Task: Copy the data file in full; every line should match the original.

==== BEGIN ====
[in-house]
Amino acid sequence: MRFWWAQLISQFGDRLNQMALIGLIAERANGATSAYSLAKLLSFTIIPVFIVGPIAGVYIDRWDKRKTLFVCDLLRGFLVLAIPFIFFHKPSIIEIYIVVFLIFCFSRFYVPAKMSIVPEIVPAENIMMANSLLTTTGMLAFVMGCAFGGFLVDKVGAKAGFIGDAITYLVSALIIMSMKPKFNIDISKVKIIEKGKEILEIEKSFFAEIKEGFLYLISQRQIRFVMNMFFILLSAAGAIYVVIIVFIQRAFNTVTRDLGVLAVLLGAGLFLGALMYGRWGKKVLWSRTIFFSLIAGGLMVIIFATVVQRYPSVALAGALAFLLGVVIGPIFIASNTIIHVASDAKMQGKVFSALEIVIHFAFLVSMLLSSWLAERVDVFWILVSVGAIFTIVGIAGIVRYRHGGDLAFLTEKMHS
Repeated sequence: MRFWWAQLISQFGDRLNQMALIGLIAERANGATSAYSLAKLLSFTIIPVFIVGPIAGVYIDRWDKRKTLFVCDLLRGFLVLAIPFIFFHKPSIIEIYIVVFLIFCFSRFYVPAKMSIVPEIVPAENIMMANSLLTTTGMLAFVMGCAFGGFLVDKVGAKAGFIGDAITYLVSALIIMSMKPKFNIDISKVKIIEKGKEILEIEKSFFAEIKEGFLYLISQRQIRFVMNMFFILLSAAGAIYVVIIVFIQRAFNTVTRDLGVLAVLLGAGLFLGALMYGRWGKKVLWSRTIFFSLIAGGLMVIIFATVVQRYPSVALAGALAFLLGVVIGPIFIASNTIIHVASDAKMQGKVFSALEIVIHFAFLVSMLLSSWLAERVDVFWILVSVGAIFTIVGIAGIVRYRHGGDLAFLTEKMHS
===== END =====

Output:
[in-house]
Amino acid sequence: MRFWWAQLISQFGDRLNQMALIGLIAERANGATSAYSLAKLLSFTIIPVFIVGPIAGVYIDRWDKRKTLFVCDLLRGFLVLAIPFIFFHKPSIIEIYIVVFLIFCFSRFYVPAKMSIVPEIVPAENIMMANSLLTTTGMLAFVMGCAFGGFLVDKVGAKAGFIGDAITYLVSALIIMSMKPKFNIDISKVKIIEKGKEILEIEKSFFAEIKEGFLYLISQRQIRFVMNMFFILLSAAGAIYVVIIVFIQRAFNTVTRDLGVLAVLLGAGLFLGALMYGRWGKKVLWSRTIFFSLIAGGLMVIIFATVVQRYPSVALAGALAFLLGVVIGPIFIASNTIIHVASDAKMQGKVFSALEIVIHFAFLVSMLLSSWLAERVDVFWILVSVGAIFTIVGIAGIVRYRHGGDLAFLTEKMHS
Repeated sequence: MRFWWAQLISQFGDRLNQMALIGLIAERANGATSAYSLAKLLSFTIIPVFIVGPIAGVYIDRWDKRKTLFVCDLLRGFLVLAIPFIFFHKPSIIEIYIVVFLIFCFSRFYVPAKMSIVPEIVPAENIMMANSLLTTTGMLAFVMGCAFGGFLVDKVGAKAGFIGDAITYLVSALIIMSMKPKFNIDISKVKIIEKGKEILEIEKSFFAEIKEGFLYLISQRQIRFVMNMFFILLSAAGAIYVVIIVFIQRAFNTVTRDLGVLAVLLGAGLFLGALMYGRWGKKVLWSRTIFFSLIAGGLMVIIFATVVQRYPSVALAGALAFLLGVVIGPIFIASNTIIHVASDAKMQGKVFSALEIVIHFAFLVSMLLSSWLAERVDVFWILVSVGAIFTIVGIAGIVRYRHGGDLAFLTEKMHS